The cloud got a fillip with Netflix making a public announcement that it will move all of its web applications to Amazon.com. This came as a surprise, given that Netflix and Amazon could be potential competitors as they stream movies to people’s homes.
Given its critical dependence on internet infrastructure, it takes courage, foresight and risk for Netflix to abandon plans to build one’s data center and run that off the cloud operated that too by a potential competitor. It implies that moving to the cloud is cost effective if one doesn’t have a data center already and do not want to manage the data center. So, the case of moving to the public cloud is strong in such cases
While Rackspace, GoGrid and other vendors are emerging as competitors, Amazon Web services is far ahead of the game. Since 2007, Amazon’s S3, the Simple Storage Service, and EC2, the Elastic Compute Cloud, Amazon has offered the general-purpose cloud computing platform with a business model that made it attractive to developers large and small.
Recently Google showcased their Cloud offering in their much publicized Atmosphere event. Google reported that there are about 30 -50K signups per day for the Google applications which essentially reside on the cloud. In some analyst reports, I have seen this as counted as part of SaaS revenue stream and in some cases this gets categorized as Cloud revenues. All said, Google never sold the cloud, but the apps. It so happens that the apps are in the cloud.
Microsoft seems to be taking a leaf from the Salesforce.com’s playbook by building new applications on its Azure platform. Salesforce.com is the only enterprise apps player to move beyond software offered in a SaaS model and create a complete platform – Force.com which has over 100,000 applications.Though it is early days, Microsoft also seeks to do to the cloud what it did to desktop software for over 2 decades – by making applications run on Azure alone and harnessing the entire Microsoft developer community to build applications for the Azure platform. Surprisingly Microsoft’s first application on the Azure platform is an online collaboration suite and advertising tools for political campaign management.
So, the public cloud is beginning to gain some traction. It could very well be that it is the applications that is offered which could determine the future of the infrastructure (cloud) platform, for all players other than Amazon which has restricted itself to just offering development tools in addition to computing and storage.
As one can see, Google’s enterprise apps is a case in point and Microsoft’s strategy reinforces the point.
If applications on the cloud becomes the raison d’etre for cloud adoption, the differentiation amongst cloud providers could very well be the data subsystems that they employ since it is not easy to deliver data at the speeds required by the applications. Storage and computation thus become starting points, not end offerings.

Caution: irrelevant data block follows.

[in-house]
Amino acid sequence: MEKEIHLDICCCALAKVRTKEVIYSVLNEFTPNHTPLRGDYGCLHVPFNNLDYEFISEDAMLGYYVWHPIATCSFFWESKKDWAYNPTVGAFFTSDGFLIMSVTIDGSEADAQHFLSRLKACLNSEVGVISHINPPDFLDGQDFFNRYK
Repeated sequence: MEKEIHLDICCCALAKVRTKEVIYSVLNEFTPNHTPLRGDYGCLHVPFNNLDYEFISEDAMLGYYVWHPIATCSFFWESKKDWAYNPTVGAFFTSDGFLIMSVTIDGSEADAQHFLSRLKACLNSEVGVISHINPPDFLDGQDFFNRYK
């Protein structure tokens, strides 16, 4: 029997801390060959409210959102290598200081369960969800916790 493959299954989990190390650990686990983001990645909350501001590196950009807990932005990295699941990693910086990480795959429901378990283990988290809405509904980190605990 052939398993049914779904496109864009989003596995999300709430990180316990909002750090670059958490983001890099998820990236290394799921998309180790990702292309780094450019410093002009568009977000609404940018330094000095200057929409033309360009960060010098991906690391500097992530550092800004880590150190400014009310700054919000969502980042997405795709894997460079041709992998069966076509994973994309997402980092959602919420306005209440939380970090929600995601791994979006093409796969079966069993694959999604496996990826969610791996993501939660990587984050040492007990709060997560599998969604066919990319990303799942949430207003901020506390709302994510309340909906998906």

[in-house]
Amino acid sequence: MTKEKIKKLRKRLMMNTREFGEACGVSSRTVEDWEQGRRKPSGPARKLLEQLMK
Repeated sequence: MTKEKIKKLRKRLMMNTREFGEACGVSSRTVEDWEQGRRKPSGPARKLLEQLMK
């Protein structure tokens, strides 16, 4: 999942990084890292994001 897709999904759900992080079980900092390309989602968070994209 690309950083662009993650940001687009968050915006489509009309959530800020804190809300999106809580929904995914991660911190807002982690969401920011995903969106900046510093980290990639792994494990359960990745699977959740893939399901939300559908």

If the public cloud is now gaining traction, the private cloud lags behind despite all the vendor hype. The private cloud for most part is just repackaging data center consolidation, server virtualization, IP storage technologies to offer a more scalable infrastructure.
The private cloud still needs lots of CAPEX and infrastructure still remains a fixed cost, unlike the public cloud. It is still by and large inelastic. Moreover the private cloud will still be run by enterprises. Will large companies which have made significant investments in their own infrastructure move to a vendor cloud? VMWare after earning its spurs in the virtualization market is now trying to make it easy for applications to migrate between cloud providers, and creating an easy interface between private and public clouds. VMWare’s acquisition of Zimbra and Springsource is indicative of its intent to build a developer’s platform much like Azure or Force platform.
Despite all these developments many CIOs are wary of putting their entire software and business operations on a vendor’s data center. Looking beyond the hype, CIOs are likely to test the waters as privacy and compliance considerations weigh heavily on the CIO’s mind, not to speak about interoperability and performance issues. There is also a switching cost involved and if one runs an efficient virtualized infrastructure, there is no compelling reason to move to a vendor cloud. So, next time you hear private cloud, it is just that vendors are selling the same thing with a new approach. A case of selling old wine with a new label. We still have a long way to go.